Indigenous company disconnected from talks on bringing internet, cellphone service to remote communities: firm
Indigenous-owned Clear Sky Connections says province's consultation before Xplornet deal was inadequate
First Nation leaders are feeling disconnected after the Manitoba government dialled up faster internet and cell service for rural and remote communities without them.
The board of directors at Clear Sky Connections, an Indigenous-owned telecommunications company, couldn't get a meeting with provincial officials, the company's CEO Lisa Clarke said.
Clarke said the company is trying to bring speedy internet to First Nations. She said they were not adequately consulted before a deal was struck with Xplornet, a New Brunswick-based internet service provider.
"I think there's still an opportunity for the province to meet with the First Nations and to find a way forward that's not a slap in the face to our communities," she said.
The arrangement with Xplornet will bring nearly 30 First Nations and approximately 270 rural and northern communities online with high-speed broadband services, while 350 communities will receive cellphone service for the first time, the province announced last week.
It's expected more than 125,000 underserved Manitobans will benefit.
First Nation communities want a say
Xplornet will use thousands of kilometres of existing fibre optic cables owned by Manitoba Hydro Telecom.
Since the broadband network runs through First Nation lands, Clarke said the affected communities should have a meaningful say in their use.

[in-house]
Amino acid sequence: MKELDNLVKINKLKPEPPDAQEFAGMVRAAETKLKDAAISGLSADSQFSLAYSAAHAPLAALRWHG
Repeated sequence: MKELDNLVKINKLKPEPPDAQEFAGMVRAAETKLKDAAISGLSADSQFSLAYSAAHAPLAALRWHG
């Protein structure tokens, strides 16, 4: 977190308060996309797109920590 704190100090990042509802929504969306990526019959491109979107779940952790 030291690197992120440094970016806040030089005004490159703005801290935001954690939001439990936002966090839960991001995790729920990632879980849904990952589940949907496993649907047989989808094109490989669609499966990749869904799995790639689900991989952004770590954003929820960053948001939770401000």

She added the province should have met with their board of directors, which includes chiefs from seven Manitoba First Nations.
"Announcing a partnership without [First Nation] consultation or consent denies their ability to choose who they want to work with. This also demonstrates the government's lack of commitment to engaging with Indigenous peoples to maintain and preserve their rights to self-determination," Clear Sky said in a news release.
A partner of Clear Sky put in a bid to take over third-party management of the broadband network through a request for qualifications in 2019, but was not successful, Clarke said.
As such, neither Clear Sky, nor the business partner, took part in last August's request for proposal, which was won by Xplornet.
Before selecting Xplornet, the province said it led a open competitive process that welcomed all proponents.
"During the process, department officials met with a number of communities, community leadership and First Nations leadership to explain the process, listen to feedback and provide assurances that previous commitments made to communities for fibre access would not be impacted," the government said in a statement.
Clear Sky was still permitted to connect Nelson House on Nisichawayasihk Cree Nation to the fibre network last year, even as other new activity related to the existing network was put on hold as the request for proposal was underway.
David MacKay, executive director of the Coalition of Manitoba Internet Service Providers, previously told CBC News he was concerned by a large telecommunications company taking over Hydro's line, as it may impact access to the fibre cable that several local medium- to small-sized telecommunication companies require.
NDP Leader Wab Kinew said local providers should have been prioritized.
"When it comes to expanding internet, cell service in rural Manitoba, northern Manitoba, Indigenous communities around the province, we know that involving those local players is one of the key ways that we can ensure that you get fast speeds and low costs," he said.
Clarke said she's hopeful Xplornet will be a willing partner with smaller providers like Clear Sky.
The province said that Xplornet has committed to working with First Nation communities and directly with First Nation-led businesses to improve connectivity in their communities.